Nationwide also agreed to pay to the CFPB a civil money penalty of $140,000.

Nationwide does not admit or deny any findings of fact or conclusions of law, except for admitting the facts necessary to establish the CFPB’s jurisdiction over Nationwide and the subject matter of the consent order.

 

The Office of the Comptroller of the Currency has filed a motion to dismiss the lawsuit filed by the Conference of State Bank Supervisors (CSBS) in D.C. federal district court seeking to block the OCC from granting a national bank charter to Figure Technologies Inc.  The lawsuit represents CSBS’s third challenge to the OCC’s authority to issue special purpose national bank (SPNB) charters to non-depository fintech companies.  The first two lawsuits were dismissed on ripeness grounds.

Once again, the OCC argues that CSBS lacks standing and that its claims are not ripe.  The OCC argues that CSBS lacks standing to challenge the OCC’s authority to issue an SPNB charter or approve Figure’s charter application because (1) Figure has applied for a full service bank charter, (2) Figure’s application has not yet been approved, and (3) CSBS’s assertions that either it or any of its members will be injured are pure conjecture.  The OCC further argues that CSBS’s claims are constitutionally unripe because CSBS does not face a sufficiently “imminent” injury in fact and are prudentially unripe because the dispute is unfit for judicial review before a decision is made on Figure’s application.

Unlike the first two complaints, the relief sought by CSBS in its third complaint is not limited to restricting the OCC’s authority to issue bank charters.  In the third complaint, CSBS also asks the court to declare that the OCC’s preemption regulations (12 C.F.R. 7.4007, 7.4008, 34.4) are invalid because (1) they do not comply with the Dodd-Frank Act’s standard limiting preemption to state consumer financial laws that “prevent or significantly interfere with” the exercise of a national bank’s powers, (2) they were promulgated without the OCC undertaking the case-by-case analysis for preemption determinations required by the Dodd-Frank Act, and (3) the OCC has failed to comply with the Dodd-Frank Act’s five-year periodic review requirement.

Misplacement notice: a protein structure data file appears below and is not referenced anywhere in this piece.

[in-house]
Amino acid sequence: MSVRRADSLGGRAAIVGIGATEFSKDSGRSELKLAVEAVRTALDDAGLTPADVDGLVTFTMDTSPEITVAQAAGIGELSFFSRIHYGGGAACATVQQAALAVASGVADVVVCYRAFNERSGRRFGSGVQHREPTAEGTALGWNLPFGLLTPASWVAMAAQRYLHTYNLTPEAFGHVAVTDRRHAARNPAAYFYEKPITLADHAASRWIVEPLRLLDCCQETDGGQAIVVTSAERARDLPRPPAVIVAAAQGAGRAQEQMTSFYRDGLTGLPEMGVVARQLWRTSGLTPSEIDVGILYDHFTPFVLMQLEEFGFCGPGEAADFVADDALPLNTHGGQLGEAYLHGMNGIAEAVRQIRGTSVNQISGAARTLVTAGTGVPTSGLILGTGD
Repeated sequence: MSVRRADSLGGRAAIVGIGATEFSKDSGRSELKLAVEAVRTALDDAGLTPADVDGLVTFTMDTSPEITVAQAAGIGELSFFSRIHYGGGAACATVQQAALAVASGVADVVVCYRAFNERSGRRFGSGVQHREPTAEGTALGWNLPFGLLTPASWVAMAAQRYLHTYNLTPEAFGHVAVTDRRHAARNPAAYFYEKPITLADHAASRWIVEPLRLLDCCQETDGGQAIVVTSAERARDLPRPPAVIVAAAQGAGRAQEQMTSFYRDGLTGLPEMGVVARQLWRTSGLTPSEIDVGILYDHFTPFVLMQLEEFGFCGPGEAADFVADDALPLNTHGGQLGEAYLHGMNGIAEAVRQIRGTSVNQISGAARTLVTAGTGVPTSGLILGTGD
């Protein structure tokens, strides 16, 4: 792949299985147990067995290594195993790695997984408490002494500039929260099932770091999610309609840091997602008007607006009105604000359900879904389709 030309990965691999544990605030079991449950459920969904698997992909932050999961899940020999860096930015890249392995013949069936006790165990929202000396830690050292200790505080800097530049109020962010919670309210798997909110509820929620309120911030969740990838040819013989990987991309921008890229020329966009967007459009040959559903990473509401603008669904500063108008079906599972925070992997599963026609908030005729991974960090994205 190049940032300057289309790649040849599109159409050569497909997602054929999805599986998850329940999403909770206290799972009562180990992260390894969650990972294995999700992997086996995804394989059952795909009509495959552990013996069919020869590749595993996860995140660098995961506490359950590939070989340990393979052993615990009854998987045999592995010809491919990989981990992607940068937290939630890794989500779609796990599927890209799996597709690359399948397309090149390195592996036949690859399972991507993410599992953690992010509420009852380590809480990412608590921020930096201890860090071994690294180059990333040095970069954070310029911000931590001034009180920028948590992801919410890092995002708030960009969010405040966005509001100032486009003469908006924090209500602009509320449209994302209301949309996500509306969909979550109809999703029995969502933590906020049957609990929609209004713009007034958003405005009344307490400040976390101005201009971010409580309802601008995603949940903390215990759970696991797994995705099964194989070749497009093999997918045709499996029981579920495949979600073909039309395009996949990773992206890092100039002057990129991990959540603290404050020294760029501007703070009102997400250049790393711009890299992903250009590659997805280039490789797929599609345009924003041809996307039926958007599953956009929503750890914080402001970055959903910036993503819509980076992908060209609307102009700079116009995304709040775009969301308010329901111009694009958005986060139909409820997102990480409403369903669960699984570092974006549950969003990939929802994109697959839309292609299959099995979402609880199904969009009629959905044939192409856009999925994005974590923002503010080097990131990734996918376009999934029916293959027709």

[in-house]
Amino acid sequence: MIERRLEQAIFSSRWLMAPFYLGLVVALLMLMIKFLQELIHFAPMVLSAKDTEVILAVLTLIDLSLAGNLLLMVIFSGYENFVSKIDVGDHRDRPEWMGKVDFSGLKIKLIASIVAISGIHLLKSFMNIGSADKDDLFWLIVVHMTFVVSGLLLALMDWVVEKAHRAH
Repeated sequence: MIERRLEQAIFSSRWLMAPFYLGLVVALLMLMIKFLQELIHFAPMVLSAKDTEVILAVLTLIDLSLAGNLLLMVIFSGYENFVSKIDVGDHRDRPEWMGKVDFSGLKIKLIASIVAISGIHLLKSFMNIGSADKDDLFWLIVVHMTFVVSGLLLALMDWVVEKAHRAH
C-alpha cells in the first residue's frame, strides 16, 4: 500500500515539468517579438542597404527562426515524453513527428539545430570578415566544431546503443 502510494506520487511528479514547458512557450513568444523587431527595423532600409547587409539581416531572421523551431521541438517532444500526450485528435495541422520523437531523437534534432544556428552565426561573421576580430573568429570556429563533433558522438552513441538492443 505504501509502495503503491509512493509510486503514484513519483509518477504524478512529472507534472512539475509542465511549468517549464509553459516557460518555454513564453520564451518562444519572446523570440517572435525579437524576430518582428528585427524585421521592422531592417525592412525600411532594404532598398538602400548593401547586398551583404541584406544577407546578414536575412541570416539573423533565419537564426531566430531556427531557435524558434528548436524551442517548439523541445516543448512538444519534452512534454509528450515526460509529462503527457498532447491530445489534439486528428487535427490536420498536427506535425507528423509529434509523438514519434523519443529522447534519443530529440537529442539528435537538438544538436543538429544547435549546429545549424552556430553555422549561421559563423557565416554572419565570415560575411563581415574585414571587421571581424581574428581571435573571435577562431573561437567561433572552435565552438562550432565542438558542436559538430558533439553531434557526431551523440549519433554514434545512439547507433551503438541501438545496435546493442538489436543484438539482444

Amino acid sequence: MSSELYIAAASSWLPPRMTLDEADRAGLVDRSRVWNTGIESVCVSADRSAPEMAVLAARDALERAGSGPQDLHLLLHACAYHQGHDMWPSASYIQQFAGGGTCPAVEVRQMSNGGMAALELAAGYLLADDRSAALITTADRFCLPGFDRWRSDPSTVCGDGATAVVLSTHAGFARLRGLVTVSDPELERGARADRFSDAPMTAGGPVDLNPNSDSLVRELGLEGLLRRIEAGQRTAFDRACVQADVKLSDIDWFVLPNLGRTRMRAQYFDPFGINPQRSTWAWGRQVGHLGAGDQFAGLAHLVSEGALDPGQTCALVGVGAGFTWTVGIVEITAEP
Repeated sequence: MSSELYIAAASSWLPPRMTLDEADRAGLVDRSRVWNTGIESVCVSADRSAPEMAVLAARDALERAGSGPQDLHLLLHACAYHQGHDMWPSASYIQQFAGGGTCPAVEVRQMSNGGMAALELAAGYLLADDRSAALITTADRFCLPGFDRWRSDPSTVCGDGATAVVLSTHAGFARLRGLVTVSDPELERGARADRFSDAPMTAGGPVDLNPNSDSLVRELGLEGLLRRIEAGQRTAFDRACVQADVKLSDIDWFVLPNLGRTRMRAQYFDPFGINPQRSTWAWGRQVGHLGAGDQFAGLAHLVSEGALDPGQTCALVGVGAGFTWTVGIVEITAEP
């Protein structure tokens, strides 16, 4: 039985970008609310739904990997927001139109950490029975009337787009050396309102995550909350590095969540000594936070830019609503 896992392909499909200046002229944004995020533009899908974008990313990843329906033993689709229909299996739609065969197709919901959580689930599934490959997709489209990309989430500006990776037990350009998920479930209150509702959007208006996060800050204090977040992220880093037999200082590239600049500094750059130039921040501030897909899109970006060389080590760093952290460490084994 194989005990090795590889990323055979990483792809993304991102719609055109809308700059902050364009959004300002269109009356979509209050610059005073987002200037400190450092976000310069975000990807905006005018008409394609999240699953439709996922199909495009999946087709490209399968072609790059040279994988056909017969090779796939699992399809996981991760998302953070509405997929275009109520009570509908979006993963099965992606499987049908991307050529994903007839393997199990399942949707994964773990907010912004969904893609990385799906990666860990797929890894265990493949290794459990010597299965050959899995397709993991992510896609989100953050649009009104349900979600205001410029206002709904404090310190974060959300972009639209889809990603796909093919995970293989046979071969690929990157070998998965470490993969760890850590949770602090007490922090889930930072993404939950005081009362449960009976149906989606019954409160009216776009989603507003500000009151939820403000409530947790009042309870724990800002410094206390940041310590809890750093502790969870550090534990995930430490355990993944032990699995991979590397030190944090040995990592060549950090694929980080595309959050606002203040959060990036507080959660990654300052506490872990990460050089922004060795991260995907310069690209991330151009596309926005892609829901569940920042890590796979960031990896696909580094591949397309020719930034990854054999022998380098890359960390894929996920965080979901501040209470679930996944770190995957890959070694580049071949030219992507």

In its motion to dismiss, the OCC calls this new claim “a thinly veiled attempt to bootstrap a challenge to the OCC’s Preemption Regulations to the pending Figure Application.”  The OCC argues that CSBS lacks standing to challenge the preemption regulations because an OCC decision whether to charter a national bank is not a preemption determination and therefore the requirements for such determinations are not in issue.  It also argues that because Figure’s application has not yet been approved, a challenge to the preemption regulations based on Figure’s charter application is unripe.

Alternatively, the OCC argues that the complaint should be dismissed for failure to state a claim.  In support, the OCC makes the following principal arguments:

  • The National Bank Act (NBA) gives the OCC authority to issue SPNB charters to non-depository companies.  (In its complaint, CSBS alleged that there was uncertainty as to whether Figure Bank will accept deposits but claimed that regardless of whether Figure Bank would accept deposit, “it is clear that Figure Bank has applied for a [SBNB charter] because it will not be FDIC-insured.”)
  • In response to CSBS’s argument that the OCC lacks authority to issue SPNB charters to uninsured depository institutions:
    • The OCC has authority to reasonably interpret the NBA to determine that a national bank is not required to obtain deposit insurance to lawfully commence “the business of banking.”
    • No provision in the Federal Deposit Insurance Act (FDIA) requires a depository national bank to obtain FDIC insurance. The 2019 Federal Deposit Insurance Improvement Act (FDICIA) amended the FDIA to change the framework that previously provided for automatic deposit insurance for national banks upon receipt of an OCC charter to a framework that gives national banks discretion whether to apply for deposit insurance.
    • The Federal Reserve Act (FRA) also does not require national banks to be insured.  Language in the FRA language cited by the CSBS as imposing such a requirement on national banks directly conflicts with the current deposit insurance framework as set forth in the FDICIA.
  • CSBS’s challenge to the preemption regulations is time-barred.
  • CSBS’s view that the Dodd-Frank Act requires a strict application of the phrase “prevent or significantly interfere” to correctly apply the Barnett preemption standard is inconsistent with the Barnettdecision itself and the legislative history of the Dodd-Frank Act provision.  The phrase “prevent or significantly interfere” does not exclude other preemption formulations referenced in Barnett.  The preemption regulations were consistent with the Barnett standard when they were promulgated in 2004 and because the Dodd-Frank Act did not change this standard but in fact codified it, the preemption regulations remain consistent with the Dodd-Frank Act.
  • The case-by-case analysis and five year periodic reviews required by the Dodd-Frank Act only apply to OCC preemption determinations made after July 21, 2011.  Accordingly, they do not apply to the preemption regulations promulgated in 2004.  The OCC’s 2011 amendments to the preemption regulations did not themselves preempt any additional laws and therefore were not preemption determinations for purposes of the Dodd-Frank Act.